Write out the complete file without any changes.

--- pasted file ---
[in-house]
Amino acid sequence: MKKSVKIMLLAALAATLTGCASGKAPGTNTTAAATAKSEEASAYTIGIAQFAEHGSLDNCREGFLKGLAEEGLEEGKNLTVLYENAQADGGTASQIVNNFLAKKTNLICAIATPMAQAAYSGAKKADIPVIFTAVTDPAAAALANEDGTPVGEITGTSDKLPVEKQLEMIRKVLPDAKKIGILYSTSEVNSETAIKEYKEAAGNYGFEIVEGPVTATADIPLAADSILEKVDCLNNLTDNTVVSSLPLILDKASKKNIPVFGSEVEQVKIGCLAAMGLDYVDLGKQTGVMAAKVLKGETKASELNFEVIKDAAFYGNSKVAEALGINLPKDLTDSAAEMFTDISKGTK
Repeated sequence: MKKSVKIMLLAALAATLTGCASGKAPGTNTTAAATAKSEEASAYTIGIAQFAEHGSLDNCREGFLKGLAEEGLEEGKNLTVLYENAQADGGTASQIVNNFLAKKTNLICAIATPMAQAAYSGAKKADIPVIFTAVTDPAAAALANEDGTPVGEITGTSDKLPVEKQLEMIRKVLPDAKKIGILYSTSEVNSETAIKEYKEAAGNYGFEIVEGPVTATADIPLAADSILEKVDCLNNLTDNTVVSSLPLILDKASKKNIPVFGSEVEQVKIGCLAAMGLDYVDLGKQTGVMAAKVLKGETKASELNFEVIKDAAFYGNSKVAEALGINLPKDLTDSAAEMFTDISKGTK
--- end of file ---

[in-house]
Amino acid sequence: MKKSVKIMLLAALAATLTGCASGKAPGTNTTAAATAKSEEASAYTIGIAQFAEHGSLDNCREGFLKGLAEEGLEEGKNLTVLYENAQADGGTASQIVNNFLAKKTNLICAIATPMAQAAYSGAKKADIPVIFTAVTDPAAAALANEDGTPVGEITGTSDKLPVEKQLEMIRKVLPDAKKIGILYSTSEVNSETAIKEYKEAAGNYGFEIVEGPVTATADIPLAADSILEKVDCLNNLTDNTVVSSLPLILDKASKKNIPVFGSEVEQVKIGCLAAMGLDYVDLGKQTGVMAAKVLKGETKASELNFEVIKDAAFYGNSKVAEALGINLPKDLTDSAAEMFTDISKGTK
Repeated sequence: MKKSVKIMLLAALAATLTGCASGKAPGTNTTAAATAKSEEASAYTIGIAQFAEHGSLDNCREGFLKGLAEEGLEEGKNLTVLYENAQADGGTASQIVNNFLAKKTNLICAIATPMAQAAYSGAKKADIPVIFTAVTDPAAAALANEDGTPVGEITGTSDKLPVEKQLEMIRKVLPDAKKIGILYSTSEVNSETAIKEYKEAAGNYGFEIVEGPVTATADIPLAADSILEKVDCLNNLTDNTVVSSLPLILDKASKKNIPVFGSEVEQVKIGCLAAMGLDYVDLGKQTGVMAAKVLKGETKASELNFEVIKDAAFYGNSKVAEALGINLPKDLTDSAAEMFTDISKGTK